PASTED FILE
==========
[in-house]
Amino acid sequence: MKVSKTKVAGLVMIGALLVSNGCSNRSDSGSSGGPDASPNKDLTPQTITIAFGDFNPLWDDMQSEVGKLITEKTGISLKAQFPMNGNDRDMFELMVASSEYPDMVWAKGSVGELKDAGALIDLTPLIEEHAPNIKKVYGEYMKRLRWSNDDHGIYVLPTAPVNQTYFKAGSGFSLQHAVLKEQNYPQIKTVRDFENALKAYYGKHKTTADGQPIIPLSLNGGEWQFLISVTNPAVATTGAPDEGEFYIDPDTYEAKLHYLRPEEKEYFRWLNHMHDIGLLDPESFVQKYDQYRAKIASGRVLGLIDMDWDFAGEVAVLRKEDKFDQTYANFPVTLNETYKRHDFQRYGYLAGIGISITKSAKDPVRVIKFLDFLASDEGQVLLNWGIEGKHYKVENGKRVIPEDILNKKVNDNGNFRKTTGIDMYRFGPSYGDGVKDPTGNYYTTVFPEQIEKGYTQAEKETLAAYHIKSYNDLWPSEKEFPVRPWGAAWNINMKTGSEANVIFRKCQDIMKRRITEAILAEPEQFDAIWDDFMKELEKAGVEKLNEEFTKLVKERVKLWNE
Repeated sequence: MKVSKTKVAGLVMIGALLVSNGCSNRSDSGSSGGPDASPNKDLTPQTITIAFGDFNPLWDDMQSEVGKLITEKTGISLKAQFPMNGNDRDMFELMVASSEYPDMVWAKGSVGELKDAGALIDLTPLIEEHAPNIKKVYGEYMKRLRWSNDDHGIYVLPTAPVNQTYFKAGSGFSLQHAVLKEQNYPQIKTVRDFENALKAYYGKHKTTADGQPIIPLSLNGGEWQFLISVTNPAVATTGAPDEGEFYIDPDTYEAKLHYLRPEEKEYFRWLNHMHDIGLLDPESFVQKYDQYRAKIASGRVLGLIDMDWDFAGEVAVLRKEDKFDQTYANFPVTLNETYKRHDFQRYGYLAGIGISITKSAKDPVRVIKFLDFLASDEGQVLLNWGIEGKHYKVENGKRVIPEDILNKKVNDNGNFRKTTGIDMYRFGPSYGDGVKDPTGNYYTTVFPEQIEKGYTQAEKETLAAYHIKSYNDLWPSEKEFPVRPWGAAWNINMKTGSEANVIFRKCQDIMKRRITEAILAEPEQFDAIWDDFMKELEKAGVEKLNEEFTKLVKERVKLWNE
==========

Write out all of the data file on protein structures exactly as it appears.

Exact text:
[in-house]
Amino acid sequence: MKVSKTKVAGLVMIGALLVSNGCSNRSDSGSSGGPDASPNKDLTPQTITIAFGDFNPLWDDMQSEVGKLITEKTGISLKAQFPMNGNDRDMFELMVASSEYPDMVWAKGSVGELKDAGALIDLTPLIEEHAPNIKKVYGEYMKRLRWSNDDHGIYVLPTAPVNQTYFKAGSGFSLQHAVLKEQNYPQIKTVRDFENALKAYYGKHKTTADGQPIIPLSLNGGEWQFLISVTNPAVATTGAPDEGEFYIDPDTYEAKLHYLRPEEKEYFRWLNHMHDIGLLDPESFVQKYDQYRAKIASGRVLGLIDMDWDFAGEVAVLRKEDKFDQTYANFPVTLNETYKRHDFQRYGYLAGIGISITKSAKDPVRVIKFLDFLASDEGQVLLNWGIEGKHYKVENGKRVIPEDILNKKVNDNGNFRKTTGIDMYRFGPSYGDGVKDPTGNYYTTVFPEQIEKGYTQAEKETLAAYHIKSYNDLWPSEKEFPVRPWGAAWNINMKTGSEANVIFRKCQDIMKRRITEAILAEPEQFDAIWDDFMKELEKAGVEKLNEEFTKLVKERVKLWNE
Repeated sequence: MKVSKTKVAGLVMIGALLVSNGCSNRSDSGSSGGPDASPNKDLTPQTITIAFGDFNPLWDDMQSEVGKLITEKTGISLKAQFPMNGNDRDMFELMVASSEYPDMVWAKGSVGELKDAGALIDLTPLIEEHAPNIKKVYGEYMKRLRWSNDDHGIYVLPTAPVNQTYFKAGSGFSLQHAVLKEQNYPQIKTVRDFENALKAYYGKHKTTADGQPIIPLSLNGGEWQFLISVTNPAVATTGAPDEGEFYIDPDTYEAKLHYLRPEEKEYFRWLNHMHDIGLLDPESFVQKYDQYRAKIASGRVLGLIDMDWDFAGEVAVLRKEDKFDQTYANFPVTLNETYKRHDFQRYGYLAGIGISITKSAKDPVRVIKFLDFLASDEGQVLLNWGIEGKHYKVENGKRVIPEDILNKKVNDNGNFRKTTGIDMYRFGPSYGDGVKDPTGNYYTTVFPEQIEKGYTQAEKETLAAYHIKSYNDLWPSEKEFPVRPWGAAWNINMKTGSEANVIFRKCQDIMKRRITEAILAEPEQFDAIWDDFMKELEKAGVEKLNEEFTKLVKERVKLWNE